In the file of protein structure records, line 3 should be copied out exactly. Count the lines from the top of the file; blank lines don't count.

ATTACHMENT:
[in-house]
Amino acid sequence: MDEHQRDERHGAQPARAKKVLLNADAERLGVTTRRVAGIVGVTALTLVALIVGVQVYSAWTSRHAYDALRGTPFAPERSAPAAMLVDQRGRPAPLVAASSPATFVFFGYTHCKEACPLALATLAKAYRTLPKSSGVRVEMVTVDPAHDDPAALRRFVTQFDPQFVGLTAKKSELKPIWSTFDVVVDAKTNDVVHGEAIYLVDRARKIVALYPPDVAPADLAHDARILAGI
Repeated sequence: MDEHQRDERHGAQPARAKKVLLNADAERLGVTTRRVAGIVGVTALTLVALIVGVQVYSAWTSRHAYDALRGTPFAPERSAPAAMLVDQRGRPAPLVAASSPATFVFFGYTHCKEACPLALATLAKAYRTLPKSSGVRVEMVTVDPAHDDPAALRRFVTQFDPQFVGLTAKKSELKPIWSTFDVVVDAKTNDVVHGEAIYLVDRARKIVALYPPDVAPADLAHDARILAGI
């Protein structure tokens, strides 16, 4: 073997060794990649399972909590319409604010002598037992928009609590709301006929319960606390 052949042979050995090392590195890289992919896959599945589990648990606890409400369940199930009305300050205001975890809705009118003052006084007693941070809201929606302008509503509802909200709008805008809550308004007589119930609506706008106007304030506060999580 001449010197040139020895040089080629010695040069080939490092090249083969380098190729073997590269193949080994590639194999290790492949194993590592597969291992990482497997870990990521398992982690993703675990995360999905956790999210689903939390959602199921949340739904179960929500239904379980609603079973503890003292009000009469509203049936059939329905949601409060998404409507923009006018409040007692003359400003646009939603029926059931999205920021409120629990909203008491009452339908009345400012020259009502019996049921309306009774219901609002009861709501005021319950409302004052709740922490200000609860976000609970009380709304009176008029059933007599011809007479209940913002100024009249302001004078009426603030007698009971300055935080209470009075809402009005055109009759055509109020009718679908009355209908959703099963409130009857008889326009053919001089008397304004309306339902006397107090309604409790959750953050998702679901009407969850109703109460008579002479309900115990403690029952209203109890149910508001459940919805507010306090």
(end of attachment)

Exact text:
Repeated sequence: MDEHQRDERHGAQPARAKKVLLNADAERLGVTTRRVAGIVGVTALTLVALIVGVQVYSAWTSRHAYDALRGTPFAPERSAPAAMLVDQRGRPAPLVAASSPATFVFFGYTHCKEACPLALATLAKAYRTLPKSSGVRVEMVTVDPAHDDPAALRRFVTQFDPQFVGLTAKKSELKPIWSTFDVVVDAKTNDVVHGEAIYLVDRARKIVALYPPDVAPADLAHDARILAGI